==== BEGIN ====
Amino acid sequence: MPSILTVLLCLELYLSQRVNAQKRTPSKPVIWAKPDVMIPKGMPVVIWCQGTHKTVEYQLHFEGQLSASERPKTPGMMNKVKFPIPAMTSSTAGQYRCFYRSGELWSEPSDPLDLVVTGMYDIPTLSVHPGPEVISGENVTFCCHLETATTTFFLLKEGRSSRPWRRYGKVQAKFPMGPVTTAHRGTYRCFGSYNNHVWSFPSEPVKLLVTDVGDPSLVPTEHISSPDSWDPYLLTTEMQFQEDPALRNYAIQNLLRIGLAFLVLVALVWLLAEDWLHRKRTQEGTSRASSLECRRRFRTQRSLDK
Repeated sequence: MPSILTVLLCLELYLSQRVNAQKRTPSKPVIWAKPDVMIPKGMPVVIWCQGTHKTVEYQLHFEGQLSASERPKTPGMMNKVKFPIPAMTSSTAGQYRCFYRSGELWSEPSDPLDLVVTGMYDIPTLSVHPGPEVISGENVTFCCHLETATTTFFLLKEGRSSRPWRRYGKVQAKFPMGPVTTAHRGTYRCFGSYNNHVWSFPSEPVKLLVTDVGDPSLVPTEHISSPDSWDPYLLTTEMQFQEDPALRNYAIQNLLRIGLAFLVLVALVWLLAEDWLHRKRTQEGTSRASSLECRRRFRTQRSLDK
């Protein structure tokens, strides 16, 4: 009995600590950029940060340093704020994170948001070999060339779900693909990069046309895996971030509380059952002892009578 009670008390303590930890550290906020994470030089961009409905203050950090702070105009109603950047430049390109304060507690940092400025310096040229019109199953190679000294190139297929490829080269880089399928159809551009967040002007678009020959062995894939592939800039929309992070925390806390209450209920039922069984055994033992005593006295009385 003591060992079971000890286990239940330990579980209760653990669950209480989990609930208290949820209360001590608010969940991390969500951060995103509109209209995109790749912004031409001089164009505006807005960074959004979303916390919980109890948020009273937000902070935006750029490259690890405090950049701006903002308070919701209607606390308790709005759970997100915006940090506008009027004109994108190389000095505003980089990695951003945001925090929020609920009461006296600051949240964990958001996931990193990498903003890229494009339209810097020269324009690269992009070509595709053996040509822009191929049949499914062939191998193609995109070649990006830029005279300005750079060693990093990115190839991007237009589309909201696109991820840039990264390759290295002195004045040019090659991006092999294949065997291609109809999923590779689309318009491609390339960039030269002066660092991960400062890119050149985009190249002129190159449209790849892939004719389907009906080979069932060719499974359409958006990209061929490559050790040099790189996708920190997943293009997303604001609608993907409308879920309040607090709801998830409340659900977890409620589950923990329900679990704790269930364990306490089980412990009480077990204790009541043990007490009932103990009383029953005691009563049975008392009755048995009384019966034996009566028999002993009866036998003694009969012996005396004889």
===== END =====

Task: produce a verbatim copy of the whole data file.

Amino acid sequence: MPSILTVLLCLELYLSQRVNAQKRTPSKPVIWAKPDVMIPKGMPVVIWCQGTHKTVEYQLHFEGQLSASERPKTPGMMNKVKFPIPAMTSSTAGQYRCFYRSGELWSEPSDPLDLVVTGMYDIPTLSVHPGPEVISGENVTFCCHLETATTTFFLLKEGRSSRPWRRYGKVQAKFPMGPVTTAHRGTYRCFGSYNNHVWSFPSEPVKLLVTDVGDPSLVPTEHISSPDSWDPYLLTTEMQFQEDPALRNYAIQNLLRIGLAFLVLVALVWLLAEDWLHRKRTQEGTSRASSLECRRRFRTQRSLDK
Repeated sequence: MPSILTVLLCLELYLSQRVNAQKRTPSKPVIWAKPDVMIPKGMPVVIWCQGTHKTVEYQLHFEGQLSASERPKTPGMMNKVKFPIPAMTSSTAGQYRCFYRSGELWSEPSDPLDLVVTGMYDIPTLSVHPGPEVISGENVTFCCHLETATTTFFLLKEGRSSRPWRRYGKVQAKFPMGPVTTAHRGTYRCFGSYNNHVWSFPSEPVKLLVTDVGDPSLVPTEHISSPDSWDPYLLTTEMQFQEDPALRNYAIQNLLRIGLAFLVLVALVWLLAEDWLHRKRTQEGTSRASSLECRRRFRTQRSLDK
């Protein structure tokens, strides 16, 4: 009995600590950029940060340093704020994170948001070999060339779900693909990069046309895996971030509380059952002892009578 009670008390303590930890550290906020994470030089961009409905203050950090702070105009109603950047430049390109304060507690940092400025310096040229019109199953190679000294190139297929490829080269880089399928159809551009967040002007678009020959062995894939592939800039929309992070925390806390209450209920039922069984055994033992005593006295009385 003591060992079971000890286990239940330990579980209760653990669950209480989990609930208290949820209360001590608010969940991390969500951060995103509109209209995109790749912004031409001089164009505006807005960074959004979303916390919980109890948020009273937000902070935006750029490259690890405090950049701006903002308070919701209607606390308790709005759970997100915006940090506008009027004109994108190389000095505003980089990695951003945001925090929020609920009461006296600051949240964990958001996931990193990498903003890229494009339209810097020269324009690269992009070509595709053996040509822009191929049949499914062939191998193609995109070649990006830029005279300005750079060693990093990115190839991007237009589309909201696109991820840039990264390759290295002195004045040019090659991006092999294949065997291609109809999923590779689309318009491609390339960039030269002066660092991960400062890119050149985009190249002129190159449209790849892939004719389907009906080979069932060719499974359409958006990209061929490559050790040099790189996708920190997943293009997303604001609608993907409308879920309040607090709801998830409340659900977890409620589950923990329900679990704790269930364990306490089980412990009480077990204790009541043990007490009932103990009383029953005691009563049975008392009755048995009384019966034996009566028999002993009866036998003694009969012996005396004889």